FORMER TEST CAPTAIN Greg Chappell got an unpleasant surprise when he started working out early in the mornings in a famous Melbourne park – but he didn’t just blink and move on, writes RON REED:
AT A TIME when Australia’s cricketers are being viewed by some as being just a little too keen on feathering their own very comfortable nests, one of the sport’s biggest names has decided that charity begins at home – and has done something about it.
Former Test captain Greg Chappell was shocked into action by discovering that a prime piece of Melbourne parkland almost in the shadows of both Parliament House and the MCG has been the nearest thing to home a lot of people – many of them young – could claim.
While he was working for Cricket Australia as a manager of emerging talent between 2010 and 2014, Chappell lived in up-market East Melbourne and developed a habit of exercising in the adjacent Fitzroy Gardens each morning.
He couldn’t believe how many people were sleeping rough there, often huddling together for warmth next to a couple of electricity boosters.
Three years later, the result is The Chappell Foundation, a charity aimed at assisting Australia’s growing homeless population. The foundation “operates on the smell of an oily rag,” he says, and does not intend to tackle the problem itself, rather it will raise funds to provide support for those organisations already doing so.
It will be officially launched with a golf day at Elanora Country Club in Sydney featuring former top professional Wayne Grady and national cricket coach Darren Lehmann, along with an impressive line-up of notable Australians who have joined his board of directors
Supporter by his famous brothers Ian and Trevor, the Board includes prominent journalists Malcolm Knox and Tracey Holmes. It is chaired by businessman Darshak Mehta, a co-founder of the LBW Trust. The LBW stands for Learning for a Better World and the organisation aims to improve tertiary education opportunities for young men and women in cricket-playing nations such as India, Sri Lanka, South Africa and Zimbabwe. LBW currently supports more than 2,500 tertiary students.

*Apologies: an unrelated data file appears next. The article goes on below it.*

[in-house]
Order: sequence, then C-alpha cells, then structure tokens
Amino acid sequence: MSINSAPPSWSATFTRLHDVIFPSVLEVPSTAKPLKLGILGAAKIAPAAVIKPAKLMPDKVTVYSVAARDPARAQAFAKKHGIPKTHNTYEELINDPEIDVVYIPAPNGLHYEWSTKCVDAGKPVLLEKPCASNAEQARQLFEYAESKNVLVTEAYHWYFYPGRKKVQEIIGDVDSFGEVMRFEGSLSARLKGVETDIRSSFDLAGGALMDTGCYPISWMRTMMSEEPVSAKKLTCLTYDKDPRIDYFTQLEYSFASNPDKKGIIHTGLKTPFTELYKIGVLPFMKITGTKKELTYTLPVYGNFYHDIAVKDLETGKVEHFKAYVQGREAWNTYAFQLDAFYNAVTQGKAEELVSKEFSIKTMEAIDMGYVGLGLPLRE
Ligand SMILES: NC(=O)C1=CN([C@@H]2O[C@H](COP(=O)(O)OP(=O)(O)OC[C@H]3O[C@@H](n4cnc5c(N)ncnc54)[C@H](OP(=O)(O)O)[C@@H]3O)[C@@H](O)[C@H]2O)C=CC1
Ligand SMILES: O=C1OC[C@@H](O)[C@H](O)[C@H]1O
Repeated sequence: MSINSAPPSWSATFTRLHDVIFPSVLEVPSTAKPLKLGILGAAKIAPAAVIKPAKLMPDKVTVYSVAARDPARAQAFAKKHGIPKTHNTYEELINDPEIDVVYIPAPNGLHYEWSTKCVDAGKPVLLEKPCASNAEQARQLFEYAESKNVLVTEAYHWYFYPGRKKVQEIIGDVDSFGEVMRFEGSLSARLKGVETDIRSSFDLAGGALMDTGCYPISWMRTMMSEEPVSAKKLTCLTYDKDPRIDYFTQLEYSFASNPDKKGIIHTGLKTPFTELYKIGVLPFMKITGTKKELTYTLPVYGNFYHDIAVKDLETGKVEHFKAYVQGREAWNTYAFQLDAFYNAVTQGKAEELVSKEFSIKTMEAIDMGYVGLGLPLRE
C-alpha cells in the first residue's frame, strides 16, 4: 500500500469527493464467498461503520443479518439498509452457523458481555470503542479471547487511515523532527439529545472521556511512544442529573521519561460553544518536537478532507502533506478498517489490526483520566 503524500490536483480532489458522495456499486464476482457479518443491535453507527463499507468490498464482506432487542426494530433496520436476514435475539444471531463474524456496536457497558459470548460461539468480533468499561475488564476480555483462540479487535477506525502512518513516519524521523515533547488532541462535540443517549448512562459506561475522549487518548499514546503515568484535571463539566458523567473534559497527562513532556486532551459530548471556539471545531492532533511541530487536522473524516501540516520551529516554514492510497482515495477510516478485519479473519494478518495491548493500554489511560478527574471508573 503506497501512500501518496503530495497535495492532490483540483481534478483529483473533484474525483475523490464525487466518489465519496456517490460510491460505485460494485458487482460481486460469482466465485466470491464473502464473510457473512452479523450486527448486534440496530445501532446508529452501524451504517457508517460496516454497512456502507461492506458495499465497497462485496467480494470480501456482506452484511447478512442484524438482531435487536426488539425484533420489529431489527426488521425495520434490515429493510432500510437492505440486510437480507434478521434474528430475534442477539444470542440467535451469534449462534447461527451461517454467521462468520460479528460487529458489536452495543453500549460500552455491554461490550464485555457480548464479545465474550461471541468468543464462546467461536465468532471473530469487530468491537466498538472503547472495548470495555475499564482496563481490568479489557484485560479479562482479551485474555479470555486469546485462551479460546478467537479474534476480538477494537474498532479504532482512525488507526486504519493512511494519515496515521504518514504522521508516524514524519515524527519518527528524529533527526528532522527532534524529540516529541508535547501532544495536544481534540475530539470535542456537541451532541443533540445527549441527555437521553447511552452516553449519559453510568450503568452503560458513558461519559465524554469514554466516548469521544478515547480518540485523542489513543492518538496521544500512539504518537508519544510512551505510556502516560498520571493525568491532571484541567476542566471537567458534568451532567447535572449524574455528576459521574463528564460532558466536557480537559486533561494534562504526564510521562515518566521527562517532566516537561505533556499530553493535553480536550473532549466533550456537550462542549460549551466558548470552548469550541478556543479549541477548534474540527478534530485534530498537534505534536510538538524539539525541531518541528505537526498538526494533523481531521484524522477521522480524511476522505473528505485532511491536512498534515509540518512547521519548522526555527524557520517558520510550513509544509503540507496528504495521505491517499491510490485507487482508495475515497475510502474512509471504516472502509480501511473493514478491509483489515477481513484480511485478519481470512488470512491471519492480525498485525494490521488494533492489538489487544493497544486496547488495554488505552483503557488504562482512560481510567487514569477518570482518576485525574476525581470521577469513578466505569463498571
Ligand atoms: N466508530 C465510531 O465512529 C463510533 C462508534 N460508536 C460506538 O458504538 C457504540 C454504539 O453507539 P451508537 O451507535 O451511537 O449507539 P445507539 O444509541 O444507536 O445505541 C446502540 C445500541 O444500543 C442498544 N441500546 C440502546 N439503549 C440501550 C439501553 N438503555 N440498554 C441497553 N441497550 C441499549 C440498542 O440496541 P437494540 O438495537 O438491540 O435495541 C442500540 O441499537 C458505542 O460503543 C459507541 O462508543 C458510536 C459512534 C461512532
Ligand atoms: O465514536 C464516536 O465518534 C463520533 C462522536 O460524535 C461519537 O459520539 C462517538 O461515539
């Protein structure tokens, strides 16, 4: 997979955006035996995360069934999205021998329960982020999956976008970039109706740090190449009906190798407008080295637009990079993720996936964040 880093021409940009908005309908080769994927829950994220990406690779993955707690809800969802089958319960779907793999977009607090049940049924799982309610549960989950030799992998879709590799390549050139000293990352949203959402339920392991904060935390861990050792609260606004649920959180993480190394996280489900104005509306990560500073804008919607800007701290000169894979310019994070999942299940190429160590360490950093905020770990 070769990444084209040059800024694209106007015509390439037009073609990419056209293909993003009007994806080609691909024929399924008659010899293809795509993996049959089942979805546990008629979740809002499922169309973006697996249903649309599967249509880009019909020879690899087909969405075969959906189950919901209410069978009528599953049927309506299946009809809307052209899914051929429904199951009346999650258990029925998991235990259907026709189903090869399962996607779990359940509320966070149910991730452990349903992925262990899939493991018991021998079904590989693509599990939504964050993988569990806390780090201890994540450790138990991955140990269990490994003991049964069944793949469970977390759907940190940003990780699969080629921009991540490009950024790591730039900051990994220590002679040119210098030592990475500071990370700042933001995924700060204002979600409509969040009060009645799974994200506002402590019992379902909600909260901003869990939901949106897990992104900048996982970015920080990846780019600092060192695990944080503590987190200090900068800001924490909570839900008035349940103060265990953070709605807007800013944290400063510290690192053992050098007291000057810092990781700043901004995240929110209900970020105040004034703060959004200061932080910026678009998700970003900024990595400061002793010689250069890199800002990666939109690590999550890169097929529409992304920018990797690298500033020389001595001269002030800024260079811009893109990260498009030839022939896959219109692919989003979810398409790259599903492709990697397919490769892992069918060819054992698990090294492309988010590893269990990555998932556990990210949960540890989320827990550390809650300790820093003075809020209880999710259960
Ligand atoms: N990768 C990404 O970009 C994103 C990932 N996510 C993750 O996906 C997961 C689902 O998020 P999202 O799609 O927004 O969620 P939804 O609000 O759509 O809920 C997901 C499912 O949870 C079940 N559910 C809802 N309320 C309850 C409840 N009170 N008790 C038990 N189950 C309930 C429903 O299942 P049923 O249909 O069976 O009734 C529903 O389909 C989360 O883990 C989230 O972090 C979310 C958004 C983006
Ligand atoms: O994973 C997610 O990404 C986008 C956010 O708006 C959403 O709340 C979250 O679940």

It is one of several philanthropic contributions the legendary batsman has made over the years, including helping raise $30 million for the Brisbane Royal Children’s Hospital in the 1980s before working with the Leukemia Foundations in Brisbane, Adelaide and Sydney, the last of which he helped set up.
His Melbourne experiences crystallised the nagging concern that while the work of the LBW Trust was rewarding, more could be done closer to home.
“I’ve always had in the back of my mind that there’s a lot to be done here,” he said. “While it’s great to support charities overseas, there’s a lot of good causes here in Australia.”
He said he was “staggered” by the number of people who slept in the Fitzroy gardens. “They would huddle in verandas, wrapped in newspapers, cardboard or sleeping bags and I noticed a lot were not very old.
“I inquired and found that 40 per cent of 100,000 homeless people in Australia were under 25. That concerned me. In a country like Australia, it is unacceptable.
“I met a number of people who are or were homeless and learned that very few of them are doing it by choice. The assumption that it is all about drug addiction is also not true.
“A lot of the people who are in this situation are quite intelligent people. If somehow, we could help point one, two, a dozen or a hundred to move in the right direction, that would be worthwhile.”
Chappell, who is now back living in Brisbane where he spent much of his playing career, and still working for Cricket Australia as national talent manager and a national selector, has recruited some impressive Patrons for the project. They include former team-mate Dennis Lillee, tennis legend Pat Rafter, former Prime Minister John Howard and the Governor-General, Sir Peter Cosgrove.
Sport can help draw comparisons with the situations facing homeless youth, he says. In an earlier interview with the Cricket Australia website, he said: “Sport is good for understanding that ‘there but for the grace of God go I’. You can have a good day on the field and everyone else has a bad day and equally you can have a bad day and everyone else has a good one. It’s swings and roundabouts.
“Everyone needs a little bit of luck and a helping hand along the way.
“I consider myself very fortunate to have had a good family background, but equally had good people along the way at various cricket clubs and so on who have pointed me in the right direction.
“I look back and can see a couple of sliding door moments when things could have been very different. If we can provide that sliding door for someone else, I’ll be happy.”
The Foundation is fully voluntary with no paid staff – “unlike many charities we will run on the smell of an oily rag,” he said. “If people are with us they’ll be passionate volunteers. We aim to have nearly every dollar going to the cause.
“We have modest ambitions and will start out small but if in 10 years’ time we’ve got something that’s doing a good job I’ll feel it’s been worthwhile.”
Author: Ron Reed
RON REED has spent more than 50 years as a sportswriter or sports editor, mainly at The Herald and Herald Sun. He has covered just about every sport at local, national and international level, including multiple assignments at the Olympic and Commonwealth games, cricket tours, the Tour de France, America’s Cup yachting, tennis and golf majors and world title fights.